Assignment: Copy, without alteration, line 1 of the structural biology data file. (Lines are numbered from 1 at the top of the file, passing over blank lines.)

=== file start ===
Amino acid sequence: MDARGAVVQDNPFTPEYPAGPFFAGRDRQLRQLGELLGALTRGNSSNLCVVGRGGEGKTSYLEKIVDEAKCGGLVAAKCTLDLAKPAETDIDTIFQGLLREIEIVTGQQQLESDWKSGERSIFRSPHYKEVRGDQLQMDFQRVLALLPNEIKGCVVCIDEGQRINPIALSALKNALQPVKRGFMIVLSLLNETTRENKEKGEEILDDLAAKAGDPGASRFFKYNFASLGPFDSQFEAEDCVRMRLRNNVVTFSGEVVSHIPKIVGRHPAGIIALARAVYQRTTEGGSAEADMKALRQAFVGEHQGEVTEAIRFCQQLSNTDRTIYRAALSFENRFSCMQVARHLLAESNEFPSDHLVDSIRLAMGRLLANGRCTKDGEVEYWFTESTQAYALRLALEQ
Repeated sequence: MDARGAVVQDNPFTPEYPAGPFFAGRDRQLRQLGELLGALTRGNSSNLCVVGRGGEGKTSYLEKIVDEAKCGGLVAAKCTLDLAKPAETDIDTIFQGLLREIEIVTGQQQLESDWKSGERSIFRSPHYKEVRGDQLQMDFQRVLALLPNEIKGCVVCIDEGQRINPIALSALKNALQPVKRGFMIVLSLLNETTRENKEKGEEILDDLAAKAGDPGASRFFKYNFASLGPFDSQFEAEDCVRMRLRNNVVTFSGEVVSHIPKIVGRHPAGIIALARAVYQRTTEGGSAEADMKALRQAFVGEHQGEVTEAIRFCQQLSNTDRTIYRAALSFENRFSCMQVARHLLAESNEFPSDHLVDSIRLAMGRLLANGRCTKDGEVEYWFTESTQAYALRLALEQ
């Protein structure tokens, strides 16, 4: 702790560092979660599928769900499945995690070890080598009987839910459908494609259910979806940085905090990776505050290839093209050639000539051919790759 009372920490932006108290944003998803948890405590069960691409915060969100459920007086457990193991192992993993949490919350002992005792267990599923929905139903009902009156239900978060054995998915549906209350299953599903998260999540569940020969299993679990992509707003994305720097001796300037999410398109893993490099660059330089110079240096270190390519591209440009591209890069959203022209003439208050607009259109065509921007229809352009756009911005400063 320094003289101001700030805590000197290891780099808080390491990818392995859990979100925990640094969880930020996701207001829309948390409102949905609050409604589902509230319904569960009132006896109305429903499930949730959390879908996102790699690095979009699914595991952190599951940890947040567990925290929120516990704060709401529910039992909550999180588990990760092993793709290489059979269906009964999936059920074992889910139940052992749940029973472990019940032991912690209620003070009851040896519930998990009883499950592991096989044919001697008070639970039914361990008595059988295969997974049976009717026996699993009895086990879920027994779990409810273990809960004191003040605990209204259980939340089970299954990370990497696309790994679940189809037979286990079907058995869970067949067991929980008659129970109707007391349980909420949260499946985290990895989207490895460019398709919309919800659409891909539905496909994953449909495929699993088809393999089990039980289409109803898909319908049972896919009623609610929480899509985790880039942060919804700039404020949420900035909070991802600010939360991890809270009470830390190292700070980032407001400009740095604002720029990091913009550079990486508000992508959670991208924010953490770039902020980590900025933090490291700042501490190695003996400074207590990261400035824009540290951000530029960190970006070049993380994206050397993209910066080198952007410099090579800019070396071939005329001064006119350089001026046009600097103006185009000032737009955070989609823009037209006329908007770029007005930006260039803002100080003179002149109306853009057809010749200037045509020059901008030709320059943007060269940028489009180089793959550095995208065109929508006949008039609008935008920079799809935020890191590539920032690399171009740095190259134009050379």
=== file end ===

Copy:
Amino acid sequence: MDARGAVVQDNPFTPEYPAGPFFAGRDRQLRQLGELLGALTRGNSSNLCVVGRGGEGKTSYLEKIVDEAKCGGLVAAKCTLDLAKPAETDIDTIFQGLLREIEIVTGQQQLESDWKSGERSIFRSPHYKEVRGDQLQMDFQRVLALLPNEIKGCVVCIDEGQRINPIALSALKNALQPVKRGFMIVLSLLNETTRENKEKGEEILDDLAAKAGDPGASRFFKYNFASLGPFDSQFEAEDCVRMRLRNNVVTFSGEVVSHIPKIVGRHPAGIIALARAVYQRTTEGGSAEADMKALRQAFVGEHQGEVTEAIRFCQQLSNTDRTIYRAALSFENRFSCMQVARHLLAESNEFPSDHLVDSIRLAMGRLLANGRCTKDGEVEYWFTESTQAYALRLALEQ